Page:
Something very similar may happen in the field of professional editing–highly experienced editors not recognizing the promise of young writers. For example, when young English schoolteacher William Golding’s submission of his first book, Lord of the Flies, was being considered by Faber and Faber Publishers, the editors, including the senior editor whose judgment was “always right” rejected it as impossible to understand. Only Charles Monteith, who had never edited a book before, argued angrily on behalf of the book he had fallen in love with despite its obvious flaws. Unlike the experts, he saw that good editing could remedy its weaknesses. Lord of the Flies, edited by Monteith, became an international best seller.
Golding went on to write many books, essays, and plays. Golding and Monteith became an example of a superb writer-editor-friends team working together in harmony for many years of productivity culminating In Golding’s Nobel Prize. So if you are a novice and are looking for objective and accurate appraisal of your ability, it may be a good idea not to ask an expert, but to go to a teacher and to hope the publisher’s editor assigned to you is as enthusiastic as Charles Monteith was and as willing to fight for your book.
To improve their artistic performance, really good artists and writers will be more opportunistic, making use of whatever sources of information they need to solve their creative problems. Just as stand-up comedians steal jokes from each other, artists and writers “borrow” insights and techniques from other artists in their own art and from other arts as well, and from any other field they are familiar with.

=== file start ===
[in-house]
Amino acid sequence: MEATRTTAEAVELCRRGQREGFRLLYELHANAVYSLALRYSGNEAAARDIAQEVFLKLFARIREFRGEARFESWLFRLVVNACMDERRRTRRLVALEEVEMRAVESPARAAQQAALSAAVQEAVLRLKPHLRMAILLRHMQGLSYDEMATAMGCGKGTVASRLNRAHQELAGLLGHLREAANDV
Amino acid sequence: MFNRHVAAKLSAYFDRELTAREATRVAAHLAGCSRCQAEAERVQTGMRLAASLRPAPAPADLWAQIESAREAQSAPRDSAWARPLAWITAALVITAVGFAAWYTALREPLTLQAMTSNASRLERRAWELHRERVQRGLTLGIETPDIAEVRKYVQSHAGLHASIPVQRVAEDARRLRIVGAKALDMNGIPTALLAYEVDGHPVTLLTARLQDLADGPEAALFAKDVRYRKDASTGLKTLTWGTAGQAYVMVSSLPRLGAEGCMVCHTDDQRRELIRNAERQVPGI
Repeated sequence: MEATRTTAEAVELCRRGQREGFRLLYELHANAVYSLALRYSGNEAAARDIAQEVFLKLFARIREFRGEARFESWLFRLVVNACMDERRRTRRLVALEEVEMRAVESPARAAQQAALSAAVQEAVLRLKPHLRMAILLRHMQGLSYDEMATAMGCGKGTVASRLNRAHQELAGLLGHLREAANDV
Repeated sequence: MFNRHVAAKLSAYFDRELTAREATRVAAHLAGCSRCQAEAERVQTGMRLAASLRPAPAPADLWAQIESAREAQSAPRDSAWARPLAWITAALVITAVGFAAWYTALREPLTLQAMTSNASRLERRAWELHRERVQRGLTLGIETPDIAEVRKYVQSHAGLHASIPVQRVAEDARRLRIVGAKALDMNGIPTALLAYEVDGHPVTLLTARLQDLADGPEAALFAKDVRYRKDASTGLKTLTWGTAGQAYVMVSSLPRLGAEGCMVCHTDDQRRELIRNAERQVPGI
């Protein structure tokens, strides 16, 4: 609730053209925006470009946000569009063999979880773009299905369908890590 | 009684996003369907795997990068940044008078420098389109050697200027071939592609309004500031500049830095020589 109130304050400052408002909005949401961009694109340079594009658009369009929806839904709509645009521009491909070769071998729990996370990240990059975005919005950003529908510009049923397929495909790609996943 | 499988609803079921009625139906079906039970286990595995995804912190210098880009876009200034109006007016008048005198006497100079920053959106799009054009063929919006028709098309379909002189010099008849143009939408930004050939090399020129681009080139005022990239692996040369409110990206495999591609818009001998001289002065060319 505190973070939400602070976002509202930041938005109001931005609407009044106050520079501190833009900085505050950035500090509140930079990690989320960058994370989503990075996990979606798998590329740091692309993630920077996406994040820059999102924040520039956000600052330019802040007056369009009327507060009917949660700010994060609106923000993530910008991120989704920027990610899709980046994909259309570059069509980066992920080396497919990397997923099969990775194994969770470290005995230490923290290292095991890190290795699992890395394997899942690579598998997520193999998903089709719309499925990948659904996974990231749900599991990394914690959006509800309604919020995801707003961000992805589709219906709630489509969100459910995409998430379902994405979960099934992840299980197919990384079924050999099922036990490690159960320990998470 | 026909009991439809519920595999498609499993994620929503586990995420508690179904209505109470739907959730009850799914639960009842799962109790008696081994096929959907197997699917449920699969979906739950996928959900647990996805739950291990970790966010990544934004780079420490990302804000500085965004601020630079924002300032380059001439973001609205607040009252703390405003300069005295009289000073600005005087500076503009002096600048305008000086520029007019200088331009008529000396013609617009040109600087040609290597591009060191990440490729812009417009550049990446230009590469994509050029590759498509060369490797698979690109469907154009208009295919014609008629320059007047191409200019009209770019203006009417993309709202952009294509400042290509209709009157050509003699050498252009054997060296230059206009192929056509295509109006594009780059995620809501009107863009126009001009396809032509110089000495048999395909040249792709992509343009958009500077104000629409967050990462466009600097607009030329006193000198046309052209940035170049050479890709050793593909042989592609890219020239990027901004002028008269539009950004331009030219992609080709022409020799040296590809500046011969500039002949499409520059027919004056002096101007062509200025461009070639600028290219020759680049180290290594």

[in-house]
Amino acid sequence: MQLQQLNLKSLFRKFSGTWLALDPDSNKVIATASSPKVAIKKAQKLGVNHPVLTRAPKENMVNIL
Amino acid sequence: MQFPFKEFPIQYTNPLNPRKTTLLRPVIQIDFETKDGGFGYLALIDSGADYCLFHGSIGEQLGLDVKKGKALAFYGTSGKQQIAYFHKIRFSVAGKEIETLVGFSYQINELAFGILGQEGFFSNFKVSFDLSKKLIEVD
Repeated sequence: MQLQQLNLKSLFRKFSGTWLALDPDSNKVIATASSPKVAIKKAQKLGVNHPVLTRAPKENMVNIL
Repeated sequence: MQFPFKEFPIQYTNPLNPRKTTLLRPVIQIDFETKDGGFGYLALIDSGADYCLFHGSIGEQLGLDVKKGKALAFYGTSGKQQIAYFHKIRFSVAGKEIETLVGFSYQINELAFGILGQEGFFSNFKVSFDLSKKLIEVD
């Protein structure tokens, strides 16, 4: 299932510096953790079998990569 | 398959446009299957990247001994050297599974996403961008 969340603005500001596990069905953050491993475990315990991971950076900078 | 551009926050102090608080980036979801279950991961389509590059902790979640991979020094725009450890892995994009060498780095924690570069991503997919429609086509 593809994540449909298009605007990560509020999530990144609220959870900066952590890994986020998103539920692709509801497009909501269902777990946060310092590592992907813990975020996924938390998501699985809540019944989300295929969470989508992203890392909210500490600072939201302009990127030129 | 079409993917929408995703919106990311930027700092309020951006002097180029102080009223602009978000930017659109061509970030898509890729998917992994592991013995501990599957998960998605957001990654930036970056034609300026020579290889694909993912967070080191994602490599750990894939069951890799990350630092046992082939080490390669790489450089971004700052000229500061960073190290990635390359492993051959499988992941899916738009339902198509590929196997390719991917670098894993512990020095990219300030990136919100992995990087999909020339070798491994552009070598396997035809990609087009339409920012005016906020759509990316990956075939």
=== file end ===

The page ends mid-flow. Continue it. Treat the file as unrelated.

Really good creatives are able to pull out of their minds–with ease–the insights they need. They are so able and accustomed to using the substantial skills they have developed, that they do so automatically, “without thought” as a Zen master would say. To them writing or painting is easy. Yet, at the same time, they may be victims of inflexibility in the face of new circumstances. At times they have trouble adjusting to situations confronting them.
For example, marvelous actor Charles Laughton was offered the starring role in the movie The Bridge on the River Kwai, but hard as he tried, he could not form a concept of the role sufficient for him to play it. He turned the role down. He said that he finally realized how it should be played when he saw Alec Guinness play in the movie the role he might have had. Was it an Academy Award winning role, whoever would have played it? Would Laughton have won the Oscar for best actor as Guinness did?
Really good creatives spend considerable time analyzing the problems facing them while less accomplished creatives spend less time and are not as patient as the exceptional creatives. A study discovered that students in art school who would become the best and most financially successful after graduation took much longer to meditate on and plan their paintings, lithographs, and sculptures.
A weakness of many really good artists and writers is overlooking details that don’t seem to them to pertain to the problem, but do pertain to it. Highly talented people are notoriously blasé about details, don’t worry about them, and don’t like to bother with them. (For example, when F. Scott Fitzgerald submitted the manuscript for The Great Gatsby, it had more than 100 misspellings.) That can also be seen in areas other than the arts. People with extensive knowledge about a sport recall fewer details of a text about that sport than people with little knowledge of the sport.
Genius in the arts or in any other pursuit is almost always specific to one art, one domain. Often it is assumed without too much thought that a person with a high level of skill in one area will almost automatically be skilled in another area or many other areas. That’s called “the halo effect.” Yet while there are exceptions, the halo effect is generally invalid. High-performing creators do not excel in areas where they have no expertise. But in a single domain they are on their home turf, and their work is really good.
© 2022 David J. Rogers